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Interestingly enough, I was part of a team that experienced a problem with a
funding agency that was quite sure we had plagiarized some content which was
submitted as a part of a grant application and not only turned down the
application, but had the scientific officer call us.
We did in fact paraphrase some content from a published paper our team had
already published... Which brings the question of self-citation back up in
another context - when writing, MUST one cite their own work?
PS I should also note that the grant application team and the publication
team were one in the same.
On 8/6/08 6:37 PM, "Richard Rothenberg" <[log in to unmask]> wrote:
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> Some excellent responses have already appeared, so I just wanted to
> focus on a minor mention of yours. I think part of the issue of
> plagiarism is that a freshman undergraduate may indeed get more leeway
> than a PhD candidate. Particularly as the current generation comes up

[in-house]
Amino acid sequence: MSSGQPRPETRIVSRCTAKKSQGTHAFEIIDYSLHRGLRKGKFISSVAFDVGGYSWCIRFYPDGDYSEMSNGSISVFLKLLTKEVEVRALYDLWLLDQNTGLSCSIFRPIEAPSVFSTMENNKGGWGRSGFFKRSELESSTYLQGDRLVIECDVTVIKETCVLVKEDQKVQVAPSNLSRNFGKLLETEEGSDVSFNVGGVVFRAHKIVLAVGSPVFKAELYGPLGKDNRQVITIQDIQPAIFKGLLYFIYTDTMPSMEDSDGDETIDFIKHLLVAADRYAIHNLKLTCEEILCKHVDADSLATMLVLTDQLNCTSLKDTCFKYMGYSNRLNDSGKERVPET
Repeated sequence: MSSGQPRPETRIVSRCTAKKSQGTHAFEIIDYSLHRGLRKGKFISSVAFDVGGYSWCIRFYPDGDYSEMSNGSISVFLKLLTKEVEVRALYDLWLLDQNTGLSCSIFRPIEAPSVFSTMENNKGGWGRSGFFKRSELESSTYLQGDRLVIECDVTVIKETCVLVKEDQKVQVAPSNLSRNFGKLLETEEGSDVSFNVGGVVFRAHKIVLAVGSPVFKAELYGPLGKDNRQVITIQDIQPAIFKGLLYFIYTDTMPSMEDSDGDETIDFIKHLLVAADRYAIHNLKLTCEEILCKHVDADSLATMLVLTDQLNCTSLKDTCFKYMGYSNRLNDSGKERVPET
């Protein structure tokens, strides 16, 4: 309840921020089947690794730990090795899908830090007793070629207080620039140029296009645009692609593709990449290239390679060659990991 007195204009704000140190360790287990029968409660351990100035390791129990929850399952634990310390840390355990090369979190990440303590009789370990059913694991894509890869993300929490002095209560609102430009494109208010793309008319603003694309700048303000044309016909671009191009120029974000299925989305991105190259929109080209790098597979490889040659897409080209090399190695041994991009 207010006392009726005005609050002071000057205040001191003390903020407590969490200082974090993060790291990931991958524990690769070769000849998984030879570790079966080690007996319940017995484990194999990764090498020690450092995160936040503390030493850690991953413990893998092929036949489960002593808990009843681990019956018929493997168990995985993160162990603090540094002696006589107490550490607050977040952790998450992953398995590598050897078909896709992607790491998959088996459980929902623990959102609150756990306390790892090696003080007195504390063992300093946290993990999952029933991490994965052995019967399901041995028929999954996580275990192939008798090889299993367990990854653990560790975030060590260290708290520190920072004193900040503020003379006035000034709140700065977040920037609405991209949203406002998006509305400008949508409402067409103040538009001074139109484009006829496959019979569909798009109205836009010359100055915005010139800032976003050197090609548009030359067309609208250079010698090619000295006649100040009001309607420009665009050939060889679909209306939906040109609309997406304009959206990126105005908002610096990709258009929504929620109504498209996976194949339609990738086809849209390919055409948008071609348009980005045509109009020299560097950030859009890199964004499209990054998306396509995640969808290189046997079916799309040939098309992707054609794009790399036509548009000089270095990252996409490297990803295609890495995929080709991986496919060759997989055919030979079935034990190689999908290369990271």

> through high school with the resources of the Internet at his/her
> fingertips (literally), much more attention must be paid to the
> difference between self and non-self.
> One other thought: Plagiarism is copying the work of others, so that
> "self-plagiarism" is clearly not plagiarism. It's growing old.
> Valdis Krebs wrote:
>> ***** To join INSNA, visit http://www.insna.org *****
>> What is a "practical" definition, or recognition, of plagiarism in
>> Surely if a student copies a "white paper" from a web site and turns
>> it in as original work it is plagiarism and possibly copyright
>> infringement. But what about whole paragraphs and definitions from
>> said white paper? I know "short phrases", such as "social network
>> mapping" are not copyrightable, nor open to plagiarizing, as long as
>> they are not trademarked. But what constitutes the "line in the sand"
>> for plagiarism? I'm sure it varies, a freshman undergraduate gets
>> more leeway than a PhD thesis or a professor's work.
>> What is common practice? Any help or guidelines would be appreciated!
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